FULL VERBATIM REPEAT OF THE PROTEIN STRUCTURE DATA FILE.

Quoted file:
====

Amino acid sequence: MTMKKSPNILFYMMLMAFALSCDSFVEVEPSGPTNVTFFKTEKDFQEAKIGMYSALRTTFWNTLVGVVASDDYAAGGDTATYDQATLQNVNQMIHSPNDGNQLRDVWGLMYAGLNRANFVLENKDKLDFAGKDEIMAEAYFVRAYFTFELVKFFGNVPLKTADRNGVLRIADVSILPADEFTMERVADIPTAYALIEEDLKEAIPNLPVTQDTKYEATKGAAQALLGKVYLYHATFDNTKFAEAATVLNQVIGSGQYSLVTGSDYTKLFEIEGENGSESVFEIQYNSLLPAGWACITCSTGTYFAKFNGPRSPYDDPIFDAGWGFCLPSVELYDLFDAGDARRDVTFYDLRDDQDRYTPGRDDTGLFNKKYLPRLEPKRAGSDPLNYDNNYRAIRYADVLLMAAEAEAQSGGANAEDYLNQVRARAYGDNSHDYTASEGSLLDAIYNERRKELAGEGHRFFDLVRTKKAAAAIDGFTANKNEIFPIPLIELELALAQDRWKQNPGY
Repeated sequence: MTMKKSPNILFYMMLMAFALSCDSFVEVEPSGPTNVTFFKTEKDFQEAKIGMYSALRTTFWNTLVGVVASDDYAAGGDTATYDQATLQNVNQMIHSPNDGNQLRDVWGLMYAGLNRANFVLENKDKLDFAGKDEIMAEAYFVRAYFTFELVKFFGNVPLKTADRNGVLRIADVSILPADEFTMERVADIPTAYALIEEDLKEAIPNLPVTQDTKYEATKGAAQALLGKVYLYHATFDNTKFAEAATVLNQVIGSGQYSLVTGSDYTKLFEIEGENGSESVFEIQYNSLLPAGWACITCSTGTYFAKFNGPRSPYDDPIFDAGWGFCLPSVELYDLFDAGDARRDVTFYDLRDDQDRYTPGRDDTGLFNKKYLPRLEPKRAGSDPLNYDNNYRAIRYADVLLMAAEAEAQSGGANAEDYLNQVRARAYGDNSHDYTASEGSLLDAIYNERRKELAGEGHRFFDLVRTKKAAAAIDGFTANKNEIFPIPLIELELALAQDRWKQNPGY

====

Amino acid sequence: MTMKKSPNILFYMMLMAFALSCDSFVEVEPSGPTNVTFFKTEKDFQEAKIGMYSALRTTFWNTLVGVVASDDYAAGGDTATYDQATLQNVNQMIHSPNDGNQLRDVWGLMYAGLNRANFVLENKDKLDFAGKDEIMAEAYFVRAYFTFELVKFFGNVPLKTADRNGVLRIADVSILPADEFTMERVADIPTAYALIEEDLKEAIPNLPVTQDTKYEATKGAAQALLGKVYLYHATFDNTKFAEAATVLNQVIGSGQYSLVTGSDYTKLFEIEGENGSESVFEIQYNSLLPAGWACITCSTGTYFAKFNGPRSPYDDPIFDAGWGFCLPSVELYDLFDAGDARRDVTFYDLRDDQDRYTPGRDDTGLFNKKYLPRLEPKRAGSDPLNYDNNYRAIRYADVLLMAAEAEAQSGGANAEDYLNQVRARAYGDNSHDYTASEGSLLDAIYNERRKELAGEGHRFFDLVRTKKAAAAIDGFTANKNEIFPIPLIELELALAQDRWKQNPGY
Repeated sequence: MTMKKSPNILFYMMLMAFALSCDSFVEVEPSGPTNVTFFKTEKDFQEAKIGMYSALRTTFWNTLVGVVASDDYAAGGDTATYDQATLQNVNQMIHSPNDGNQLRDVWGLMYAGLNRANFVLENKDKLDFAGKDEIMAEAYFVRAYFTFELVKFFGNVPLKTADRNGVLRIADVSILPADEFTMERVADIPTAYALIEEDLKEAIPNLPVTQDTKYEATKGAAQALLGKVYLYHATFDNTKFAEAATVLNQVIGSGQYSLVTGSDYTKLFEIEGENGSESVFEIQYNSLLPAGWACITCSTGTYFAKFNGPRSPYDDPIFDAGWGFCLPSVELYDLFDAGDARRDVTFYDLRDDQDRYTPGRDDTGLFNKKYLPRLEPKRAGSDPLNYDNNYRAIRYADVLLMAAEAEAQSGGANAEDYLNQVRARAYGDNSHDYTASEGSLLDAIYNERRKELAGEGHRFFDLVRTKKAAAAIDGFTANKNEIFPIPLIELELALAQDRWKQNPGY